Update! Apparently, you can indeed control the depth of objects using the Q and E buttons. The game fails to mention it, though. My thanks to user Mario Dimitrov.

The real magic starts when all three heroes are at your disposal, because, most of the times, you will need all three to solve upcoming puzzles. For instance, one of the first puzzles included two switches which needed to be pulled, at the same time. I used Zoya to tether both of these to a box, and then quickly switched to Amadeus and moved said box further away, so both switches would be pulled, simultaneously. As I mentioned above, everything is physics-based, so you there will be times when you will solve puzzles by accident or by simply moving faster than what the game anticipates. Still, don’t let the accident part push you away; every puzzle has its logic answer, only, sometimes, quick reflexes will prove better than sitting a few minutes and trying to figure out the exact answer. Simply put, experimentation is highly encouraged, this being one of Trine 3‘s highest points.

The game can be played either solo, or with up to two other players, both locally and via online. Sadly, at this time, the servers are highly unstable, as I was unable to access any kind of match. But, there is always the opportunity of playing with someone by your side, which is totally better than with complete strangers. Local cooperation seems a thing of the past in this day and age, so I will always appreciate a game including it. Playing with others also speeds up the entire pace, as you are no longer required to switch from one character to another. Not only that, but even the gameplay gets better, as all three characters can now directly interact with each other.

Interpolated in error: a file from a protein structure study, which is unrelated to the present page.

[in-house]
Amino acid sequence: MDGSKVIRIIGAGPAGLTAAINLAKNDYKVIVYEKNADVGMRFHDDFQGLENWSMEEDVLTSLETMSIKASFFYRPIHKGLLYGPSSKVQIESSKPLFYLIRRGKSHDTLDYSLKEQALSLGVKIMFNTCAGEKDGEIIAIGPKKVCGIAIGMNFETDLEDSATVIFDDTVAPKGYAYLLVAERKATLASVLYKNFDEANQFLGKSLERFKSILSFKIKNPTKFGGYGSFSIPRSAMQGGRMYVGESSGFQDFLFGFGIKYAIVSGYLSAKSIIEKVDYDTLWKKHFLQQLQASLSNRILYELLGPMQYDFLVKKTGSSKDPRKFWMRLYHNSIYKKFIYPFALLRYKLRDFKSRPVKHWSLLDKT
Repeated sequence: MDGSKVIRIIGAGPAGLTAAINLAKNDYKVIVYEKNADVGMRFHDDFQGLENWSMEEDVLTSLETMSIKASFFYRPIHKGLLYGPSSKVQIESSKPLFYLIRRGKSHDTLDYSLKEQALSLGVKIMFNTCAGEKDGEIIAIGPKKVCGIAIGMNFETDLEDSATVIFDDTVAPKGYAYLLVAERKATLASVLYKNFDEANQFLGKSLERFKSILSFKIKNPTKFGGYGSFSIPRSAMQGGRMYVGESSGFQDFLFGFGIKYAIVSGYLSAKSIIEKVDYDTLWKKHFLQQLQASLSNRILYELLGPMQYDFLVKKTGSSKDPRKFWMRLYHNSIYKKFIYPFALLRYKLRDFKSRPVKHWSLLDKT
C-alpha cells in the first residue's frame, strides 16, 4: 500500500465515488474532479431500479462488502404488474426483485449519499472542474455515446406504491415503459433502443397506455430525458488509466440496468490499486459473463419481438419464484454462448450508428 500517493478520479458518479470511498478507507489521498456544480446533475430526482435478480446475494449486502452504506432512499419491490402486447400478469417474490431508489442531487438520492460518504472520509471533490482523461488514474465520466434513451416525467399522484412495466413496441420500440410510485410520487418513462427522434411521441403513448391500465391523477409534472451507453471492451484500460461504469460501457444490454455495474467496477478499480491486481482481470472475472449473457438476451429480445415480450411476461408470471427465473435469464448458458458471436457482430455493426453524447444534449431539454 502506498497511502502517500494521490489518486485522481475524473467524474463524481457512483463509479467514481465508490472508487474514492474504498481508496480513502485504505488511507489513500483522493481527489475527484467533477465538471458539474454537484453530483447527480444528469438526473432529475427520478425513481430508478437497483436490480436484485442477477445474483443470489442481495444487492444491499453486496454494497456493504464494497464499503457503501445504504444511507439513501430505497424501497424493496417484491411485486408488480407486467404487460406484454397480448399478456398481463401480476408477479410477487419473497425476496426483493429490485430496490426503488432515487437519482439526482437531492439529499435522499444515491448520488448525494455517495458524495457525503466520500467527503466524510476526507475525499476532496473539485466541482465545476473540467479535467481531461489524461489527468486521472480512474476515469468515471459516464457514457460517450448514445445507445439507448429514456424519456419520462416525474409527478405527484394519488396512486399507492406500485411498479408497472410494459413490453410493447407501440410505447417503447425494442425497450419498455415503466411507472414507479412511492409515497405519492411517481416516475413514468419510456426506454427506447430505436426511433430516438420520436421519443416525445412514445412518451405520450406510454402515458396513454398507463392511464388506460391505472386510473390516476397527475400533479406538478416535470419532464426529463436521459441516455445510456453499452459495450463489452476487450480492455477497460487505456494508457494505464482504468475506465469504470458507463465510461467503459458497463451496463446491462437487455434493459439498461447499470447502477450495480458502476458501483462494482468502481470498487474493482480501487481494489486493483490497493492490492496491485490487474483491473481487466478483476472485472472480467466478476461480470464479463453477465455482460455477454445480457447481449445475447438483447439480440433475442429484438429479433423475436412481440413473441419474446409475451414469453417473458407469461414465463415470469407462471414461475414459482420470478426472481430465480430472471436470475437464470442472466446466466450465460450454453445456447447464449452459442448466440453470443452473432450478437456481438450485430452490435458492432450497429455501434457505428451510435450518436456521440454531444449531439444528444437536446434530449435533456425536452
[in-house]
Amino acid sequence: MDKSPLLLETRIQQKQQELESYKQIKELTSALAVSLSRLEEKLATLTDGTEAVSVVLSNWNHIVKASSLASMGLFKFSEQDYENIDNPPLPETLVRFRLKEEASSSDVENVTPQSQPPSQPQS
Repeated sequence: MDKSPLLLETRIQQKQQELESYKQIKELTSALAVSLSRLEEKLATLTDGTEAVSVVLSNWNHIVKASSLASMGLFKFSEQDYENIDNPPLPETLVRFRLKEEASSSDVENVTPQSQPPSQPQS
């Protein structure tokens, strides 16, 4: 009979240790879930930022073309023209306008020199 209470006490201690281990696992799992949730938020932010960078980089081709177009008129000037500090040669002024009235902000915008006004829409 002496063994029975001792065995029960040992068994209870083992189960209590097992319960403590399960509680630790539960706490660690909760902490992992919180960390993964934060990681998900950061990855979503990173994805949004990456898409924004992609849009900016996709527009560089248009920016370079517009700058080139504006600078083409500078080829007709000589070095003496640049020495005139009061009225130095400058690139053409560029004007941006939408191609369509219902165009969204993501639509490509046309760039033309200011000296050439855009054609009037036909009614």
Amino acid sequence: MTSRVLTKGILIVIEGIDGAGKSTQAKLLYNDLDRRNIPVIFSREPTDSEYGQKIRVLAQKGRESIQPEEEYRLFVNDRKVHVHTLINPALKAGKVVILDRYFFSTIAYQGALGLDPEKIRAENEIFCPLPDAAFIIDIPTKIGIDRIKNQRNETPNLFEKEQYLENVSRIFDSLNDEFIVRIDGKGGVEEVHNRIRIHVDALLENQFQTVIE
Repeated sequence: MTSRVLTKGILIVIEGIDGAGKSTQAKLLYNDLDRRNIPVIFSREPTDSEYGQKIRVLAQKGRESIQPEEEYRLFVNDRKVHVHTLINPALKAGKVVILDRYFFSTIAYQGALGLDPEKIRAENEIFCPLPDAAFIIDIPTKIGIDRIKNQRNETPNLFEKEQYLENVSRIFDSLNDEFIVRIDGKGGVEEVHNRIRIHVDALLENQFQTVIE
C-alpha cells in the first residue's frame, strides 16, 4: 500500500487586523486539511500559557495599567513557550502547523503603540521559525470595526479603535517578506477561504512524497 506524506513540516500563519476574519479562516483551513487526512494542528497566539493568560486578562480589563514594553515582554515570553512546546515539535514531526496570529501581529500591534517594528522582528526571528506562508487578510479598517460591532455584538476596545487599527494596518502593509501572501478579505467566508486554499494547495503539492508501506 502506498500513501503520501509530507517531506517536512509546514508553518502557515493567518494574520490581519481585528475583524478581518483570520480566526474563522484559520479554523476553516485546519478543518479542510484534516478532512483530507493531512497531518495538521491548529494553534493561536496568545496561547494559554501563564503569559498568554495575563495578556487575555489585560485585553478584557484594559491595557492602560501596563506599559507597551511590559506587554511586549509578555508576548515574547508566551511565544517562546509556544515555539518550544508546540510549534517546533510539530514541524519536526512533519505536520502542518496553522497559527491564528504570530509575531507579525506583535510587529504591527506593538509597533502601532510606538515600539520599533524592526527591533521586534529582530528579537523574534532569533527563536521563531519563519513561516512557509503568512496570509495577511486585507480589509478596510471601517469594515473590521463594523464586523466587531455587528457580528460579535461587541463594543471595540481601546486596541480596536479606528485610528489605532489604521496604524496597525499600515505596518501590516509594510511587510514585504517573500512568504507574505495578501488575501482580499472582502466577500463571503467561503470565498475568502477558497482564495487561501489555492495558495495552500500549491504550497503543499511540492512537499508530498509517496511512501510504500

What will definitely separate the consoles versions from the PC is the fact that the latter can be modded. At this time, there is only a single such mod, one in which two Knights play football. And by playing football I mean both are trying to push a melon into their opponents’ gate. It’s a humble beginning, yes, but I’m eagerly anticipating the crazy mods people will surely get out.

From high-atop mountains to ancient ruins or serene beaches, Trine 3 is absolutely a sight to behold. The first two entries in the series were some of the best-looking titles I have ever had the chance of playing, and, while it’s no small feat, this latest entry has managed to raise the proverbial bar, once again. The colorful art-style is accompanied by a whimsical soundtrack which is equally delighting, inspiring a grand sense of adventure in every minute spent listening to it.

Unfortunately, some clipping through objects have been noticed, although it’s to be expected, seeing as this is but the first version of the Early Access phase. Additionally, the soundtrack has also suddenly stopped, multiple times, across the story missions. Trine 3 has also crashed on me a few times, be it while in-game or during a loading screen.

If you’re looking for content, for $19.99/19.99€/£14.99, you might want to wait a few more weeks/months. As I mentioned above, at the moment, Trine 3 includes four levels – five, if you include the mod – and that’s it. Of course, before its full release, the developer plans to add several more levels. That being said, the high-quality gameplay almost entirely makes up for said lack of content. Not to talk about the gorgeous visuals and pleasant soundtrack. I am confident that Trine 3: The Artifacts of Power will surpass its predecessors, in every possible way; it just needs time.

The game will be released sometime this summer/fall, on the PlayStation 4, Xbox One, and PC.